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Subject: Re: [boost] rvalue ref best practices?
From: Ion Gaztañaga (igaztanaga_at_[hidden])
Date: 2012-06-12 19:08:26

El 12/06/2012 18:18, Dave Abrahams escribió:

> Passing by reference always defeats copy elision. Why would you want to
> do that?

Because the in-out reference (I'm talking about non-const references
instead of returning by value) might have enough memory/resources to
hold the produced value. An example:

1) s has enough capacity, potentially a single allocation

std::string s;
s.reserve(largest_path); //one allocation
std::string ws;
ws.reserve(largest_path); //one allocation

for( N times )
   calculate_unix_path(s, directory_name, filename[i]...);//no allocation
   ws = to_wide_string(s); //no allocation

2) s's resources not reused, N*2 allocations

std::string s;
std::string ws;
for( N times )
    //allocation, s's previous memory discarded
    s = calculate_unix_path(directory_name, filename[i]);
    //w's previously memory discarded
    ws = to_wide_string(s);

>> You can catch temporaries by rvalue references to reuse external
>> resources. For generic code, catching by value could do some premature
>> pessimization.
> Which pessimization is that?

Example: when copy-construction + swap is more expensive than assignment:

template<class T>
class any_holder
    any_holder &operator=(any_holder<T> taken_by_value)
       using std::swap;
       swap(t, taken_by_value);
       return *this;

    T t;

typedef any_holder< vector<std::string> > any_complex_t;

any_complex_t complex, complex2;

//complex2::t's resources
//not reused: taken_by_value
//was copy-constructed + swapped
//with t instead of copy-assigned
complex2 = complex;

If any_holder implements copy assignment taking a const reference, t's
(vector's) resources are reused.

>> Passing by value has also another downside: it makes your binary
>> interface dependent on the function implementation (do I copy the
>> parameter?). If I change the implementation I need to break ABI.
> I don't see how that follows. Leave the ABI alone. Pass-by-value
> completely insulates the caller from the callee.

If I modify my implementation because I no longer need the internal copy
(e.g. the copy was required by an internal function/helper function), I
can't optimize the code and change the signature of the function to take
a reference, as name mangling changes and I'll need to recompile the
caller. If I offer both lvalue and rvalue reference variants I type a
bit more but I can safely change the implementation.

This might sound a bit silly, but I don't like the idea of defining an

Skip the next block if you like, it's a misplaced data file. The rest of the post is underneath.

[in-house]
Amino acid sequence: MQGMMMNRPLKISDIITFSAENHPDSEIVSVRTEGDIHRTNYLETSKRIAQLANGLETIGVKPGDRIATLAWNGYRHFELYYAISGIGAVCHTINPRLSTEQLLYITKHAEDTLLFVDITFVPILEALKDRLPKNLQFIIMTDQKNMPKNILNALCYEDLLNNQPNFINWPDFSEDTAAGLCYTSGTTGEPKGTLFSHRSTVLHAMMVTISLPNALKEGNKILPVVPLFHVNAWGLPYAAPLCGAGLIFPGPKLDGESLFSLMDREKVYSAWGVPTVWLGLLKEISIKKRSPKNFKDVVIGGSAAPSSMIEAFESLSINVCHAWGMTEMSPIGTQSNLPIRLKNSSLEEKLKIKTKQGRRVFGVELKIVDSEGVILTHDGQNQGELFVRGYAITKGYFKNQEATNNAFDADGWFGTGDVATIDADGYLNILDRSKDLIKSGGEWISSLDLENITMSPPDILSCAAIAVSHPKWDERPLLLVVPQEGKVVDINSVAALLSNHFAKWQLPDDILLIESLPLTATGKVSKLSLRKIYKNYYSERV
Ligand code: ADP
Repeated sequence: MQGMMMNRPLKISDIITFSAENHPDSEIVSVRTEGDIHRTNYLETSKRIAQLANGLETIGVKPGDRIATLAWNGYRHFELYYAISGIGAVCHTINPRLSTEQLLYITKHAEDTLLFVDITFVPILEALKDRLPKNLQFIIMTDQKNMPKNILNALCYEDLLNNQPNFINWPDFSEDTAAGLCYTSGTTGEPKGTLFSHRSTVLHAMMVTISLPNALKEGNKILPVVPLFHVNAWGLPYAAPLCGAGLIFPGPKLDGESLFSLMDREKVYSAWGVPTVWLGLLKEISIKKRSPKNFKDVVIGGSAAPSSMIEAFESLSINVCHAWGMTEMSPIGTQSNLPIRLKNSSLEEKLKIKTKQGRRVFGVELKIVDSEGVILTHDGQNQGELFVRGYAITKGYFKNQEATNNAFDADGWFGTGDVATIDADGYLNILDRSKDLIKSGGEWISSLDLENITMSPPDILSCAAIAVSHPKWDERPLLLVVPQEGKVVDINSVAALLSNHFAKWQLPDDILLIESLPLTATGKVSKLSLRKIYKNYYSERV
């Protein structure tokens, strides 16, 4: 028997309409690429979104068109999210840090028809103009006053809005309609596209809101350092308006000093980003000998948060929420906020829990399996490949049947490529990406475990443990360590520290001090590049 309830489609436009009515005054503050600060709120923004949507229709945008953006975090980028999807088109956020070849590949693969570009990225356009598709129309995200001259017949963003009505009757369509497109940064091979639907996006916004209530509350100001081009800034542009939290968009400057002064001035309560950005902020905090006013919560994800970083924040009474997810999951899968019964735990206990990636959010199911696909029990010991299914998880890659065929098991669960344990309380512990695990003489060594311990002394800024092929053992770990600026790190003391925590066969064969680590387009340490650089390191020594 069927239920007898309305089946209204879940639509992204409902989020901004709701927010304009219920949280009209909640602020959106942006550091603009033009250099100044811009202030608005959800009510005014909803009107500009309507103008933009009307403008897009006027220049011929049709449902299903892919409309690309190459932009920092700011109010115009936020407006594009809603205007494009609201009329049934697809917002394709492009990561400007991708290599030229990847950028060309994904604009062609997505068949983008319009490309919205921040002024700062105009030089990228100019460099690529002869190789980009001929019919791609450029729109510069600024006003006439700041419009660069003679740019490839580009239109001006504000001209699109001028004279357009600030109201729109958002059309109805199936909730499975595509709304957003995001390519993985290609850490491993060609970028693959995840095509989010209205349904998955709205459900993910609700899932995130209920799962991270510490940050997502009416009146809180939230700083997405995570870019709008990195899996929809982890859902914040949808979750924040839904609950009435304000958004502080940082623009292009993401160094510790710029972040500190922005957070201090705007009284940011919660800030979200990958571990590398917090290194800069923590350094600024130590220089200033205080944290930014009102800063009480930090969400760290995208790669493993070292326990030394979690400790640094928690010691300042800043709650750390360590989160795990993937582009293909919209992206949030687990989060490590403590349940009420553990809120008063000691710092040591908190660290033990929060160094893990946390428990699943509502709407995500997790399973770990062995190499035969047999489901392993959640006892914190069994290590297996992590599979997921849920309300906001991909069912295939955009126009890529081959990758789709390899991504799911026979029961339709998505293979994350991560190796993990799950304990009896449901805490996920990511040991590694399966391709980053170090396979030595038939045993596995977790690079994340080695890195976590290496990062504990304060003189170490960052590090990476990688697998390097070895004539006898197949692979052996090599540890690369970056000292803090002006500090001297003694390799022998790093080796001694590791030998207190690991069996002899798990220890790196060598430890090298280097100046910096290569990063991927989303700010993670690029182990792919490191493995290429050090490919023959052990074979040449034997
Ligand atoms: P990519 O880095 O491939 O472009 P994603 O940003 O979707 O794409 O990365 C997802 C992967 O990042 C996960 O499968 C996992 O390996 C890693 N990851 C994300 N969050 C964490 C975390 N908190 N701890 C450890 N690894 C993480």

interface because I know what I'll do in the implementation details.

>> I'm really worried about "pass by value is free" and "return by value
>> is free" statements I'm hearing in some C++11 panels.
> Where are you hearing that? I've heard Scott Meyers complain about that
> too, but as far as I can tell, it's a misunderstanding of what's being
> said.

Apart from some non-really expert C++11 talks I'm attending I remember
this issue in the C&B 2011 Panel with Meyers, Alexadrescu and Sutter,
(around minute 41).

> An example of why, how, and where you want this would be helpful,
> because I fail to grasp the motivation for something like this. Also, I
> think you should take it to std-proposals_at_[hidden] :-)

Yes, sorry, I think it was a bit off topic. One reason is to have
multiple return values without packing them on the callee and unpacking
them in the caller. Another reason is to have a single implementation
that can reuse resources of possibly constructed N out arguments without
the need of a lot of overloads.

void produce_abcd
   ( A &a default{1}, B &b default(2)
   , C &c default(3), D &d default(4))
    //a, b, c, d might be references
    //to external objects or references to values
    //constructed with the "default" construction.
    //write code as if a, b, c, d were references
    //to already existing external objects.

    //If a was externally constructed, resources
    //are reused.
    a = ...

//Build four new objects
[A a, Bb, C c, D c] -> produce_abcd(a, b, c, d),

//build new objects and reuse a&b resources
[C c2, D c2] -> produce_abcd(a, b, c2, d2),

//build new objects reusing a, b, c, d
produce_abcd(a, b, c, d),

I'm not sure if benefits outweigh the added complexity and such a
proposal would have some difficult areas, specially because I'm don't
think there is a way to make current pointer to [member]function
implementations compatible with that calling convention (the caller must
pass the "state" of the arguments in runtime, as a hidden parameter), or
without pessimizing pointer to [member]functions. I don't think I could
write such a proposal without help from compiler experts.



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